Mass software update distribution + checksum-updating

Gavriel State gav at
Fri Jul 13 23:03:11 GMT 2007

Hi Wayne,

Thanks for your response - it's much appreciated. Comments below

Wayne Davison wrote:
> The only checksum that is being cached is the one that the user can
> optionally request for a pre-transfer check.  It's not usually needed,
> unless the "quick check" algorithm (size + mtime) has a chance of being
> wrong.

In our case, the mtime is going to be different, since users would be 
installing a game from a CD and they would have an mtime from that 
initial install, so checksums would be needed.

> A better update strategy would be some kind of a binary patch algorithm.
> You may want to check into some other binary-patching software to see
> what your options are (I haven't looked into it).

We've looked briefly at rsync's batch mode, but using that would likely 
be pretty similar to several other binary-patching solutions out there, 
and we'd have to go through the complexity of dealing with updates from 
multiple different source versions, which would add development work I 
was hoping we might avoid by just using rsync directly.

>> Lastly, does anyone have any empirical data on how well an rsync server 
>> with checksum-updating works with large number (eg: hundreds to 
>> thousands) of simultaneous clients?
> Not that I know of.  For really large files, that is likely to be quite
> a memory and CPU hog.  Each client will be sending you checksum data for
> the whole file, and then the server will be doing its own checksumming
> and block comparisons using this in-memory checksum cache.

I'm a bit confused still on this last point - would the cached checksums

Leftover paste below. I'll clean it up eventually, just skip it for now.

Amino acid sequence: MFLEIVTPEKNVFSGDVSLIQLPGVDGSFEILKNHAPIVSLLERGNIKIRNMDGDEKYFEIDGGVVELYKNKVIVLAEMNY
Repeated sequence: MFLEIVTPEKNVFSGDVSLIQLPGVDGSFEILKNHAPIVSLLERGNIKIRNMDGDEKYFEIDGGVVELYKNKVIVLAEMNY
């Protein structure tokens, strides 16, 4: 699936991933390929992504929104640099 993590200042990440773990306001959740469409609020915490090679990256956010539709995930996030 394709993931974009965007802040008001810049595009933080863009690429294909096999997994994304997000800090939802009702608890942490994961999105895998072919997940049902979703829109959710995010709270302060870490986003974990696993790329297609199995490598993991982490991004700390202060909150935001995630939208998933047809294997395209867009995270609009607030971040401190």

from the checksum-updating patch mean that the server would only have to 
be doing the block comparisons?  Or would the server still need to 
calculate the checksums themselves for every client?  IE: are the 
individual block checksums within a file cached by the checksum-updating 
patch, or is it just caching an overall file checksum?

Also, is it the server that does the block comparisons and decides what 
data to send, or does that happen on the client?  If it's the server, 
that would certainly be a bunch more overhead than I was thinking.  From 
the "How rsync works" document 
(, it sounded like 
the receiver (aka client) became the 'generator'.  I guess I was 
thinking that the generator was responsible for requesting the 
individual blocks.  A re-read suggests that it is in fact the server 
that has to do the block comparisons as you seem to be suggesting.

Wouldn't it be more efficient in general for that to happen on the 
client side though?  One side certainly has to transfer the block 
checksums over to the other side, so why not make that be the server 
rather than the client and have the client do the block comparisons and 
then request individual blocks from the server?

Take care,

Gavriel State, Founder & CTO
TransGaming Inc.
gav at

Broadening The Playing Field

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